Columbus History Told by Its Monuments

Columbus is the biggest city and the capital of Ohio. For visitors to the Columbus area, though lots of attractions abound, taking a little time to go to visit monuments in Columbus is a smart way to get a taste of the culture within the town itself. We have a list with the best Columbus monuments for you to check out while visiting the city.

Ohio Statehouse

There are various monuments and statues on the state House Capitol Grounds that will interest visitors who enjoy monuments and include These Are My Jewels, the Ohio War Memorial, The Spirit of ’98, William McKinley, Here Stood Lincoln, Peace, Theodore Roosevelt Memorial Oak, Columbus Monument, The State House, Lincoln at the Statehouse, James A. Rhodes, Charity Newsies and Intersect.

“These are My Jewels”

Found on the actual grounds of the state capital complex, the monument by Levi Scofield called “These are My Jewels” was first built in 1893, and transferred to its current location in 1894 where it remains one of the more popular Columbus monuments. This attention-grabbing and astonishment provoking monument is yet one of the most well known monuments celebrating Ohio’s signification in the Civil War.

Ohio World War Memorial

Located on the State House Capitol Grounds, this Columbus monument is inscribed with “To Justice in War and Lasting Peace After Victory”. The statue shows a WWI Doughboy soldier in bronze, it was erected in 1930.

James A. Rhodes

Erected in 1982, this statue honors the longest serving Governor in Ohio and in the history of the union, James A. Rhodes. This statue stands in front of the tallest building in Columbus, the James A. Rhodes State Office Tower. The statue is found near the State House Capitol in vicinity to many other columbus monuments.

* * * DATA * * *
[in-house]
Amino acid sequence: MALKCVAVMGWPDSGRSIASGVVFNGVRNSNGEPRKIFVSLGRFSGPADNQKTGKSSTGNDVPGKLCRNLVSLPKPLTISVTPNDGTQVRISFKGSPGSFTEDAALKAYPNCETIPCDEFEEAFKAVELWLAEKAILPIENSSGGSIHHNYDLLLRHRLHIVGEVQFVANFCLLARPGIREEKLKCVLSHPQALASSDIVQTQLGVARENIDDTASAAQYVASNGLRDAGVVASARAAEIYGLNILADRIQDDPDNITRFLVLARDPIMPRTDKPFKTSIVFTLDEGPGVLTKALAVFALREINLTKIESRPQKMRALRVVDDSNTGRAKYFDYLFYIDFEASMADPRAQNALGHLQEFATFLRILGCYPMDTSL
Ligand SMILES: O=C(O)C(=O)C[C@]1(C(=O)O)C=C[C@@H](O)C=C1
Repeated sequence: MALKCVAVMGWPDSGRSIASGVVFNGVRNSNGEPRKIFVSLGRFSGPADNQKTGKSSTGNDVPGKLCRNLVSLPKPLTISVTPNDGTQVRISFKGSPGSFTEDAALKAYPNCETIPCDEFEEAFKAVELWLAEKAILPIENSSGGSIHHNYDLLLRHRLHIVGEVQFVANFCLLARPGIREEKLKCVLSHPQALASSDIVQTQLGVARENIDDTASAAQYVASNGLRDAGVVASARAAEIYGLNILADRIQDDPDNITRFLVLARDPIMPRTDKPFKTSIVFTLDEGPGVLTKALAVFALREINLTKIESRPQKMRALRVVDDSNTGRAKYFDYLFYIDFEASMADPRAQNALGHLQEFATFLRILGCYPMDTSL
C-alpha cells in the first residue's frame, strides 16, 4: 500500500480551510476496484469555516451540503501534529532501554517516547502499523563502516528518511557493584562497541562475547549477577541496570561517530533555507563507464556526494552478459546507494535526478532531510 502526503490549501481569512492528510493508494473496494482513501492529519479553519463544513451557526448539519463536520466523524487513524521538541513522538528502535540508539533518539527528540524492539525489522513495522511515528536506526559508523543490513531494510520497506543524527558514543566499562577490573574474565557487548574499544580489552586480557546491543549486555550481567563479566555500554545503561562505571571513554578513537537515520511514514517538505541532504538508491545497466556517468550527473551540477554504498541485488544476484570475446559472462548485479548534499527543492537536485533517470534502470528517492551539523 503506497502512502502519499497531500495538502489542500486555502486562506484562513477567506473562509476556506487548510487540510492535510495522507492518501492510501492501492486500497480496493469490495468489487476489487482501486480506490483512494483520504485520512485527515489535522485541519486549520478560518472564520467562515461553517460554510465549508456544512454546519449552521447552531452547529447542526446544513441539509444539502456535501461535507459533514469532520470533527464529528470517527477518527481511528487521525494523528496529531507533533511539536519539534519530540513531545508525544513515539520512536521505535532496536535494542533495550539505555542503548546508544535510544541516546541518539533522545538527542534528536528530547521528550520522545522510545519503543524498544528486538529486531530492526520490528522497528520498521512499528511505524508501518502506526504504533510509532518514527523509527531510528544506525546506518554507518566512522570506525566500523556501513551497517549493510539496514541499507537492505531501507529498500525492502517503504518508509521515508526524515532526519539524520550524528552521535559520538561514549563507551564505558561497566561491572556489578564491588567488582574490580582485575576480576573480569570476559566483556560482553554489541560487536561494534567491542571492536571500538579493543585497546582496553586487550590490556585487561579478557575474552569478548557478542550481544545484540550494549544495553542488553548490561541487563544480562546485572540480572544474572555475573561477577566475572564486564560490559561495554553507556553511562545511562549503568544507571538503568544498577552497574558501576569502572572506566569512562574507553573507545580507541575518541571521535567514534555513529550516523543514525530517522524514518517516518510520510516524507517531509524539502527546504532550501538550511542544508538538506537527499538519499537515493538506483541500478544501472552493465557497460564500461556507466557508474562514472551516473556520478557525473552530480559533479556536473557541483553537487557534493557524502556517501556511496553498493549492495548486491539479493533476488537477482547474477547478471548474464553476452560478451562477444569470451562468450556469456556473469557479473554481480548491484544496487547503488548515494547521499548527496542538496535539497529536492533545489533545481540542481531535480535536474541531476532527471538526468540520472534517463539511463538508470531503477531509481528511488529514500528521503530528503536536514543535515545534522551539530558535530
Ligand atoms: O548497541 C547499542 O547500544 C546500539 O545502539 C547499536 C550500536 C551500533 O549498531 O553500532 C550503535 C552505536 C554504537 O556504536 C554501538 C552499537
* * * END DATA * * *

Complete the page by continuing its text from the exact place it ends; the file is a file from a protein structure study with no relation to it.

“Peace”

A bronze sculpture inserted in granite, this statue of a winged girl was produced by Bruce Wilder Saville and venerates Ohio soldier’s sacrifices in the Civil War. The monument is 13 feet high and 11 feet wide, with the granite base at 8 feet high. Peace was erected in 1923 by the Department of Ohio’s Woman’s Relief Corps and is found on the state House Capitol Grounds in the Capitol Square.

Santa Maria Ship Replica

On Wesy Broad Street in Columbus there lives a duplicate of the Santa Maria, the ship that Christopher Columbus used on his voyage to the new world. In 1992, this ship was tied up in the Scioto Stream in a 500 year commemoration. Seeing this piece of American history reminds visitors just how young and how old our country is, and what fantastic progress we have made, even just technologically. The Santa Maria is a historical landmark and is open April to October, Wed. to Fri. 10am to 3pm and Saturday and Sun. 12pm to 5pm.

Greenlawn Cemetery

Among the stoic grounds of Greenlawn Cemetery in Columbus lives one of the more renowned monuments in Columbus. Simply known as the squaddies monument, this statue idolizes the Civil War squaddies who fought and died in the area during the war. Walking through the hollowed grounds of this graveyard gives visitors a feeling of the rich history the Columbus area has.

Camp Chase Confederate Cemetery

Though not necessarily showed through statues and monuments, one area in Columbus does honour and pay respect to the Confederacy side of the Civil War. Found in the Camp Chase Confederate Cemetery is a monument that honors the 2,260 Confederate infantrymen buried on the grounds.

Lake View Cemetery

Located in Cleveland but worth the trip, the multiple monuments found all though Lake View Cemetery give respect to fallen Civil War soldiers and include basic obelisk monuments and more intricate tributes as well , nevertheless one of the more distinguished monuments on site is the one praising President Garfield who was assassinated and is one of the more notable Ohio locals to have held office.

Dave Holden has been fascinated by Columbus landmarks for years. He has written op-eds and editorial pieces for many online publications. For more information about Columbus monuments please visit his site.

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